[Source: Journal of Virology, full text: (LINK). Abstract, edited.]
H3N2 Influenza Virus Infection Induces Broadly Reactive Hemagglutinin Stalk Antibodies in Humans and Mice
Irina Marginea,b, Rong Haia, Randy A. Albrechta,c, Gerlinde Obermoserd, A. Carson Harrodd, Jacques Banchereaud, Karolina Paluckad, Adolfo García-Sastrea,c,e, Peter Palesea,e, John J. Treanorf and Florian Krammera
Author Affiliations: aDepartment of Microbiology, Icahn School of Medicine at Mount Sinai, New York, New York, USA bGraduate School of Biological Sciences, Icahn School of Medicine at Mount Sinai, New York, New York, USA cGlobal Health and Emerging Pathogens Institute, Icahn School of Medicine at Mount Sinai, New York, New York, USA dBaylor Institute for Immunology Research, Dallas, Texas, USA eDepartment of Medicine, Icahn School of Medicine at Mount Sinai, New York, New York, USA fDepartment of Medicine, University of Rochester Medical Center, Rochester, New York, USA
Broadly neutralizing antibodies directed against the conserved stalk domain of the viral hemagglutinin have attracted increasing attention in recent years. However, only a limited number of stalk antibodies directed against group 2 influenza hemagglutinins have been isolated so far. Also, little is known about the general level of induction of these antibodies by influenza virus vaccination or infection. To characterize the anti-stalk humoral response in the mouse model as well as in humans, chimeric hemagglutinin constructs previously developed in our group were employed in serological assays. Whereas influenza virus infection induced high titers of stalk-reactive antibodies, immunization with inactivated influenza virus vaccines failed to do so in the mouse model. Analysis of serum samples collected from human individuals who were infected by influenza viruses also revealed the induction of stalk-reactive antibodies. Finally, we show that the hemagglutinin stalk-directed antibodies induced in mice and humans have broad reactivity and neutralizing activity in vitro and in vivo. The results of the study point toward the existence of highly conserved epitopes in the stalk domains of group 2 hemagglutinins, which can be targeted for the development of a universal influenza virus vaccine in humans.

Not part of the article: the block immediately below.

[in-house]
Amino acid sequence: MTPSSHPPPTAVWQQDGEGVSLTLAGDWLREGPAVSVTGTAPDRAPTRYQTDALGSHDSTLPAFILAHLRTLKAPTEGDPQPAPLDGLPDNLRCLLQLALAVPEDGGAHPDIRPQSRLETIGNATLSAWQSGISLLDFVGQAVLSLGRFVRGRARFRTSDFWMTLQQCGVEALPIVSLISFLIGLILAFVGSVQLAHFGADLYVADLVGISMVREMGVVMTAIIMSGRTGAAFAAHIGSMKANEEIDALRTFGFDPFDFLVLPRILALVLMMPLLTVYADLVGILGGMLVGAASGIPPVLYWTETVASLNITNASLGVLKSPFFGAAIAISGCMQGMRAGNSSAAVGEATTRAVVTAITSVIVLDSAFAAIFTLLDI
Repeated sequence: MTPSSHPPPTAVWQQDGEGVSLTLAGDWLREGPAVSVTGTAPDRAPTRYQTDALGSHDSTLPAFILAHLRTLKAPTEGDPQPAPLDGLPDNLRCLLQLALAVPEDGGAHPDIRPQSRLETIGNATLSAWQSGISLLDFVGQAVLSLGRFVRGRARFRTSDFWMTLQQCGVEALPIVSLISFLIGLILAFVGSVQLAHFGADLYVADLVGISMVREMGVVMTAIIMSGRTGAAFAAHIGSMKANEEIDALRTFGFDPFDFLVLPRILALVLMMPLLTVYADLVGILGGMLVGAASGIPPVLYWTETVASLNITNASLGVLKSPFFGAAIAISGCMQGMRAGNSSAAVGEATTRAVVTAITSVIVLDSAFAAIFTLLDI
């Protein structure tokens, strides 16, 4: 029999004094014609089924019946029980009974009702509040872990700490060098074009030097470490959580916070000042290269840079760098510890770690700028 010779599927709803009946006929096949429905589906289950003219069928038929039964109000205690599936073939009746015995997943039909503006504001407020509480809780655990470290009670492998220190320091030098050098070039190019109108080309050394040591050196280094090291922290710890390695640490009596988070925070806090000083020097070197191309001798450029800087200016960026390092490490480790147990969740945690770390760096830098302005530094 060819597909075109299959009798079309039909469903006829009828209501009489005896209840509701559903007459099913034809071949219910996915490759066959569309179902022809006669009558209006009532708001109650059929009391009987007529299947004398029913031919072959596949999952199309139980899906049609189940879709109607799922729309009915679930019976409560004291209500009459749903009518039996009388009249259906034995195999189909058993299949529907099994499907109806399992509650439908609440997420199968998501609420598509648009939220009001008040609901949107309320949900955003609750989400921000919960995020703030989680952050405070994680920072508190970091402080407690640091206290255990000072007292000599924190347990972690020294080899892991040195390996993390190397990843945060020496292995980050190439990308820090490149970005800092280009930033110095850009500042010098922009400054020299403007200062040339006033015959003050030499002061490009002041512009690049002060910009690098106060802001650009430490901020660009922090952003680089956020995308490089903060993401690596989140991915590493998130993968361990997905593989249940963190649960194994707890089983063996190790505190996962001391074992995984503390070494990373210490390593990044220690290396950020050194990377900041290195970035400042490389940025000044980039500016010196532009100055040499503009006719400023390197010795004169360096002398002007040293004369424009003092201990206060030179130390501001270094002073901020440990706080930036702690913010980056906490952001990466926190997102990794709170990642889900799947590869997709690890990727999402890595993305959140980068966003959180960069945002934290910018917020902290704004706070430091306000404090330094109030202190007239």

Received 20 December 2012. Accepted 6 February 2013.
Address correspondence to Florian Krammer, email@example.com.
Published ahead of print 13 February 2013
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